U.S. hog futures were trading sharply higher early Friday amid expectations for strong world demand for animal protein to extend through the year and support from a firming near-term outlook for cash hog prices.
April, the front month futures contract for lean hogs futures at the Chicago Mercantile Exchange, hit a one-month high and was last up 1.20 cents, or 1.3%, at 91.52 cents a pound. June hog futures, the most active contract, was last up 1.42 cents, or 1.4%, at $1.1260 after hitting a five-week high.
Forecasts of seasonally tighter supplies of slaughter-ready hogs through the spring and early summer are also supporting gains in futures, analysts said. But the biggest push in the market is coming from exports, which will take more pork off the domestic market and result in higher prices, they said.
Demand in Japan for pork remains strong in the wake of a devastating earthquake and tsunami, said Robert Manly, chief financial officer at Smithfield Foods (SFD) at a Barclays Capital conference in Orlando, Fla. The company doesn't expect declines ahead and foresees even more sales to Japan as it recovers from the earthquake damage.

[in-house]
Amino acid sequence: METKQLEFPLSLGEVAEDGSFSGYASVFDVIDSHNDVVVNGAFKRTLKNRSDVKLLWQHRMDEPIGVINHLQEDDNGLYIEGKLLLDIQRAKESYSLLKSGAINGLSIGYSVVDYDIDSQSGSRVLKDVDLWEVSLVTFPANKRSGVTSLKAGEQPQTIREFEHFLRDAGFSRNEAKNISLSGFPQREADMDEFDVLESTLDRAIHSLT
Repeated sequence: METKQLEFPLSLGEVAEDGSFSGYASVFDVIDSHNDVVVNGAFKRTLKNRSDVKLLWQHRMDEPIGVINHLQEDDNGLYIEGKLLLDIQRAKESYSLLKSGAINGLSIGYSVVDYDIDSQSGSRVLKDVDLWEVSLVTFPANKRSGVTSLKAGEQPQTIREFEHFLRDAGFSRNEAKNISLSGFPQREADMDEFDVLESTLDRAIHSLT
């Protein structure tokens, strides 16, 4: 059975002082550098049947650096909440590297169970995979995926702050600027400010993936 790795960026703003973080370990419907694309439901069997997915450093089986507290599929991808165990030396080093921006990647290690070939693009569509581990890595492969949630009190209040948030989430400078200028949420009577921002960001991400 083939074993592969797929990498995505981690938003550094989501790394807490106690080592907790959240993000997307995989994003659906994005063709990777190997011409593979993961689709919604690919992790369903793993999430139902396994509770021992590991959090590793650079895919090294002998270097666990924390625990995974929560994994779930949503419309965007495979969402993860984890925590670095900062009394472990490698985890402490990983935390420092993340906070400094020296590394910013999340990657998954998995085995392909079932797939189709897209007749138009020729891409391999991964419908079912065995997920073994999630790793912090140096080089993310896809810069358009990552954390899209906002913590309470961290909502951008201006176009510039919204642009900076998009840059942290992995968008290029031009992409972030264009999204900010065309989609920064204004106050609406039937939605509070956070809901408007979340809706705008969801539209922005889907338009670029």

Traders await the government's quarterly hogs and pigs report to be released Friday afternoon. The average of analysts' pre-report estimates were at 100% of year ago for all hogs and pigs, females kept-for-breeding at 99.8% and the kept-for-marketing figure at 99.9%.
In the cash markets, prices are expected to be flat to higher for deliveries next week. The cash market may be generally quiet throughout the day since the plants are full for this week and participants may wait until after the hogs and pigs report to renew negotiations for hogs to be shipped next week.
Wholesale pork prices Thursday were up $0.44 per hundred pounds to $93.22, the highest since Aug. 30. The latest quote was up 29% from a year ago. The record high was $96.74 hit Aug. 24, 2010.
The terminal hog markets were called flat to possibly higher with top prices expected from $56.50 to $59 on a live basis.